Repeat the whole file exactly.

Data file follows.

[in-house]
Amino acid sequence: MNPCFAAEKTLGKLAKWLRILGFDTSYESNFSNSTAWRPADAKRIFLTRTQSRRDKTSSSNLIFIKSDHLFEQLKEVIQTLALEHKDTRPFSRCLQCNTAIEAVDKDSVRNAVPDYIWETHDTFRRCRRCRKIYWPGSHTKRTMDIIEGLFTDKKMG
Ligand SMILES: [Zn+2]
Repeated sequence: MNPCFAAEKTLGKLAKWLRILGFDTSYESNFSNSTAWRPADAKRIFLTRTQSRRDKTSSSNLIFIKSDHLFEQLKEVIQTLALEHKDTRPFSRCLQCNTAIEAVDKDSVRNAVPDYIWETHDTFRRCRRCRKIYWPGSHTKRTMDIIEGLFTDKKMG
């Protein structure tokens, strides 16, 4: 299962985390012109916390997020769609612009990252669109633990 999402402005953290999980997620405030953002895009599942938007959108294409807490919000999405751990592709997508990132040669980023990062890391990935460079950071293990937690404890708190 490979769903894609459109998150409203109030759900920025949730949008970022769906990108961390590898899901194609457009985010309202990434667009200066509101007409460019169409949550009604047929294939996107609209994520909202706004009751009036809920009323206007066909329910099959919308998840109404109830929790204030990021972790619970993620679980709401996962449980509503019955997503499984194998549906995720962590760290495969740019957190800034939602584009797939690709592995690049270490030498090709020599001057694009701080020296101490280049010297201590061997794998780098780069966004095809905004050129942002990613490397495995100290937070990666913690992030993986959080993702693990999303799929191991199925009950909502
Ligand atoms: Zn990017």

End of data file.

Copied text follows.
[in-house]
Amino acid sequence: MNPCFAAEKTLGKLAKWLRILGFDTSYESNFSNSTAWRPADAKRIFLTRTQSRRDKTSSSNLIFIKSDHLFEQLKEVIQTLALEHKDTRPFSRCLQCNTAIEAVDKDSVRNAVPDYIWETHDTFRRCRRCRKIYWPGSHTKRTMDIIEGLFTDKKMG
Ligand SMILES: [Zn+2]
Repeated sequence: MNPCFAAEKTLGKLAKWLRILGFDTSYESNFSNSTAWRPADAKRIFLTRTQSRRDKTSSSNLIFIKSDHLFEQLKEVIQTLALEHKDTRPFSRCLQCNTAIEAVDKDSVRNAVPDYIWETHDTFRRCRRCRKIYWPGSHTKRTMDIIEGLFTDKKMG
């Protein structure tokens, strides 16, 4: 299962985390012109916390997020769609612009990252669109633990 999402402005953290999980997620405030953002895009599942938007959108294409807490919000999405751990592709997508990132040669980023990062890391990935460079950071293990937690404890708190 490979769903894609459109998150409203109030759900920025949730949008970022769906990108961390590898899901194609457009985010309202990434667009200066509101007409460019169409949550009604047929294939996107609209994520909202706004009751009036809920009323206007066909329910099959919308998840109404109830929790204030990021972790619970993620679980709401996962449980509503019955997503499984194998549906995720962590760290495969740019957190800034939602584009797939690709592995690049270490030498090709020599001057694009701080020296101490280049010297201590061997794998780098780069966004095809905004050129942002990613490397495995100290937070990666913690992030993986959080993702693990999303799929191991199925009950909502
Ligand atoms: Zn990017």